Rhizome Editor-at-Large Picks Top 10 for 2011

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Looking back at and consolidating the year in exhibitions is one of the more challenging tasks an art writer faces. Tracking trips to shows throughout the year, and more importantly, the evolution of your feelings about them, is a daunting, sometimes insurmountable task. While in Europe this spring and summer, I was lucky enough to view some of the exhibitions I found more momentous and personally resonant. Starting in Italy with the 54th Venice Biennale, I traveled up to Switzerland through Geneva and Basel, heading next to the UK and landing finally in Berlin. The list below reflects both personal favorites and those that I felt to be important in the confluence of art and technology.  

Josephine Pryde, “Embryos and Estate Agents: L’Arte de Vivre” at Chisenhale, London

British artist Josephine Pryde bears the unique ability to successfully navigate both photography and sculpture, two mediums which seem almost diametrically opposed. Up until this year I’d only been familiar with Pryde’s sculptures of half-finished baskets precariously suspended by butcher hooks, shown at Galerie Neu in Berlin last year; as well as her strange, oversized macro photographs of fabric, featured at Reena Spaulings in 2009. For her presentation at Chisenhale, “Embryos and Estate Agents: L’Arte de Vivre,” Pryde presented two sets of photographs. The first takes medical images of fetuses, superimposing them in Photoshop against barren desert landscapes; the second stages stock photography-style portraits of young, alternative-looking women contemplating whether or not they’re pregnant. Beyond Pryde’s fascinating material practice is her confrontation of oft-taboo, extremely personal, female-specific issues generally elided in contemporary art discourse. 

Cory Arcangel at the Whitney Museum of American Art, New York  / Hamburger Bahnhof, Berlin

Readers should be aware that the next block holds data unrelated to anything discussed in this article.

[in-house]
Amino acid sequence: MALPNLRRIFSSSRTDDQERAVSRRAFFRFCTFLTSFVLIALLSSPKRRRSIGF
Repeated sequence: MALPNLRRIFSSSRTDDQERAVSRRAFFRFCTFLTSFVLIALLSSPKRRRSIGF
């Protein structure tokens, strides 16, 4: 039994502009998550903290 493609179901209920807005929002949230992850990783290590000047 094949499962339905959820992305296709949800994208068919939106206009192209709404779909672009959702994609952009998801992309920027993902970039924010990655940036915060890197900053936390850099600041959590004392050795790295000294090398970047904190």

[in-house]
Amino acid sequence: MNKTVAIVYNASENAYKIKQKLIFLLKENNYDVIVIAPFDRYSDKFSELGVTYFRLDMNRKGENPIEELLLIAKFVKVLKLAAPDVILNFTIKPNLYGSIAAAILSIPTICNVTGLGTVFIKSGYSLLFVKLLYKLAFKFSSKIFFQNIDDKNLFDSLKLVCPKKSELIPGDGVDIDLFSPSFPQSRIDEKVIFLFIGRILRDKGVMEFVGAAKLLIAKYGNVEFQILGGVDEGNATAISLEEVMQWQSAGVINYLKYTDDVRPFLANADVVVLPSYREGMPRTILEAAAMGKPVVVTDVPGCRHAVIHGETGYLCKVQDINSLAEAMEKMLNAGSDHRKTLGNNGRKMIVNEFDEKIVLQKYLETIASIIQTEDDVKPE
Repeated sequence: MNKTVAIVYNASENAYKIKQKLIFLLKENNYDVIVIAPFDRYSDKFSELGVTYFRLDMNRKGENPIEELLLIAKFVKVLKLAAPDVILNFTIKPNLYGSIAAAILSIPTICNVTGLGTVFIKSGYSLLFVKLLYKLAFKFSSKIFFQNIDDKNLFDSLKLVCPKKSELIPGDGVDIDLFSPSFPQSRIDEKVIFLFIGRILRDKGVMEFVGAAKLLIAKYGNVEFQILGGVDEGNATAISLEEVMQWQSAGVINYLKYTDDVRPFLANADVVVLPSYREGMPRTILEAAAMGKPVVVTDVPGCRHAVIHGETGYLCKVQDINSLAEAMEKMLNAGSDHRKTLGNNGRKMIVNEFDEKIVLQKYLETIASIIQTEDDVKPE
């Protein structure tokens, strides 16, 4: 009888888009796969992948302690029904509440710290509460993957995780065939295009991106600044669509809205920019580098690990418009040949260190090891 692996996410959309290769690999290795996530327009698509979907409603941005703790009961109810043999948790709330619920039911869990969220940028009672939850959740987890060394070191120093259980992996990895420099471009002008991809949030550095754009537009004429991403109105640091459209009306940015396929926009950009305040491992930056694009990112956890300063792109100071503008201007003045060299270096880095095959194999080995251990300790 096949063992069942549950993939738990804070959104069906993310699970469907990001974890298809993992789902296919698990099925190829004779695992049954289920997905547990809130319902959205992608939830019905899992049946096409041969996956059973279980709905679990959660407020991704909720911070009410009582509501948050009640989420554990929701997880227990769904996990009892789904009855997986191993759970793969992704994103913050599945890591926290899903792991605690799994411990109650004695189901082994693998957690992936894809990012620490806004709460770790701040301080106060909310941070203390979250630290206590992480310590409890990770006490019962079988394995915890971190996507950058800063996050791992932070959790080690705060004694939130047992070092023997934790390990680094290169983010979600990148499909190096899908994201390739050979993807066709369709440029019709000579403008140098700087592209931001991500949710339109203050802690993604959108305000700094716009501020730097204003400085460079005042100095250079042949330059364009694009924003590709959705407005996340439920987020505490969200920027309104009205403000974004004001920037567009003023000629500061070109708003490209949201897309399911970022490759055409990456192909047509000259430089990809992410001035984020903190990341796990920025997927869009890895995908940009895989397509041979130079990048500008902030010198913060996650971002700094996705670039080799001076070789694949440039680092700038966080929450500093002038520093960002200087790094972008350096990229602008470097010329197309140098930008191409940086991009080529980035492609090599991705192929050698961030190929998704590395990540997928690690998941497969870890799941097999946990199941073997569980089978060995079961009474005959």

Arcangel Fever spread around early spring 2011 as his Whitney retrospective drew near, the artist being asked by a vertiginous number of New York media outlets to grace them with pre-opening press. The show sparked some lukewarm reviews

 

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"Performance Anxiety" at Stadium Gallery

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Steve Bishop, Φ III, 2011.


Stadium is a new event and exhibition space in Chelsea. The inaugural exhibition, "Performance Anxiety," featuring four artists, Steve Bishop, Ben Schumacher, Chris Chiappa, and Timur Si-Qin, opened on November 10 and runs until December 20, 2011.

"Performance Anxiety" was curated by artist Nicolas Djandji, who tragically passed away in a bicycle accident in September. A number of his friends took the research he conducted in the last few weeks of his life and grouped in order to finalize the administrative tasks necessary to complete the show and fabricate new works by artist Steve Bishop, Ben Schumacher, and Timur Si-Qin.

The artists featured in "Performance Anxiety" all deal in their works with the consumer culture of bodily self-improvement. Using quotidian products—deodorant, mouthwash, Vitamin Water—their works show how a trip to the pharmacy can tell us something about the way we live today and our value systems. From the press release:

Here, the notion that the pursuit of athletic, hygienic, and professional perfection should be sought through the constant purchase of new products is cast into doubt. Through a series of works arresting these normally utilitarian, performance-enhancing products in sculpture, Performance Anxiety waxes upon the paradoxical, collectively shared desire of the present-day individual to become superhuman–physically fit, sexually attractive, and immaculately groomed—by way of altering the body’s chemistry and obscuring its most basic functions. Contextualizing these items as aesthetic elements rather than functional goods, each artist carves a meditative space reflecting upon the absurd modus operandi of these products.

A press release so intelligently written—that speaks specifically to the artists' works and practice while tying them in with the exhibition's theme and art historical traditions—is rare. And it seems that as a space Stadium is embarking on an ...

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